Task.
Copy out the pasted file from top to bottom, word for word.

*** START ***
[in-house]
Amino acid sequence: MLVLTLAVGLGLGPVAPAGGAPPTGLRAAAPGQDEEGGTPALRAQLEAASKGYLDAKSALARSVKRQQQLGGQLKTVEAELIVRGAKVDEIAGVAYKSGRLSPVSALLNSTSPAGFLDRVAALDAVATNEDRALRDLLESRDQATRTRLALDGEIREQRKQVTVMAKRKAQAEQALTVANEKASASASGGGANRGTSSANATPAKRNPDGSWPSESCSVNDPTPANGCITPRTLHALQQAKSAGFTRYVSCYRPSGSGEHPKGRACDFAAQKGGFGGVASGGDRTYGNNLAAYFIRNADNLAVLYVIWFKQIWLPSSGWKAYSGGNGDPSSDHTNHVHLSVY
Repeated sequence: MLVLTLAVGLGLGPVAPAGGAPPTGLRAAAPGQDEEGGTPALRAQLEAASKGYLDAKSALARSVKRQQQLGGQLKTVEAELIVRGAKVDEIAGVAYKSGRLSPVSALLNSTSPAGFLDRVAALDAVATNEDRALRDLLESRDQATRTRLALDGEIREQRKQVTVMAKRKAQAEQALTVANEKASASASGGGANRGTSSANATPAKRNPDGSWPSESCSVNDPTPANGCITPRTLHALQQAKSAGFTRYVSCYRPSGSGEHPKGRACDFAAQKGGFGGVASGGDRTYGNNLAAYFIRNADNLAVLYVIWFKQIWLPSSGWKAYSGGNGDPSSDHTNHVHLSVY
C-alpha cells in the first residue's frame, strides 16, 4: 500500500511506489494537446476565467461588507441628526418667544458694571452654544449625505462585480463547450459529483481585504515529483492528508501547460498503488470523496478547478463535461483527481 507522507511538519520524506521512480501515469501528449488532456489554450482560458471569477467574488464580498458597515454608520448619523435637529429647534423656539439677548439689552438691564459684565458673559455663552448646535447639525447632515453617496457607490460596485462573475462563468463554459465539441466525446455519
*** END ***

[in-house]
Amino acid sequence: MLVLTLAVGLGLGPVAPAGGAPPTGLRAAAPGQDEEGGTPALRAQLEAASKGYLDAKSALARSVKRQQQLGGQLKTVEAELIVRGAKVDEIAGVAYKSGRLSPVSALLNSTSPAGFLDRVAALDAVATNEDRALRDLLESRDQATRTRLALDGEIREQRKQVTVMAKRKAQAEQALTVANEKASASASGGGANRGTSSANATPAKRNPDGSWPSESCSVNDPTPANGCITPRTLHALQQAKSAGFTRYVSCYRPSGSGEHPKGRACDFAAQKGGFGGVASGGDRTYGNNLAAYFIRNADNLAVLYVIWFKQIWLPSSGWKAYSGGNGDPSSDHTNHVHLSVY
Repeated sequence: MLVLTLAVGLGLGPVAPAGGAPPTGLRAAAPGQDEEGGTPALRAQLEAASKGYLDAKSALARSVKRQQQLGGQLKTVEAELIVRGAKVDEIAGVAYKSGRLSPVSALLNSTSPAGFLDRVAALDAVATNEDRALRDLLESRDQATRTRLALDGEIREQRKQVTVMAKRKAQAEQALTVANEKASASASGGGANRGTSSANATPAKRNPDGSWPSESCSVNDPTPANGCITPRTLHALQQAKSAGFTRYVSCYRPSGSGEHPKGRACDFAAQKGGFGGVASGGDRTYGNNLAAYFIRNADNLAVLYVIWFKQIWLPSSGWKAYSGGNGDPSSDHTNHVHLSVY
C-alpha cells in the first residue's frame, strides 16, 4: 500500500511506489494537446476565467461588507441628526418667544458694571452654544449625505462585480463547450459529483481585504515529483492528508501547460498503488470523496478547478463535461483527481 507522507511538519520524506521512480501515469501528449488532456489554450482560458471569477467574488464580498458597515454608520448619523435637529429647534423656539439677548439689552438691564459684565458673559455663552448646535447639525447632515453617496457607490460596485462573475462563468463554459465539441466525446455519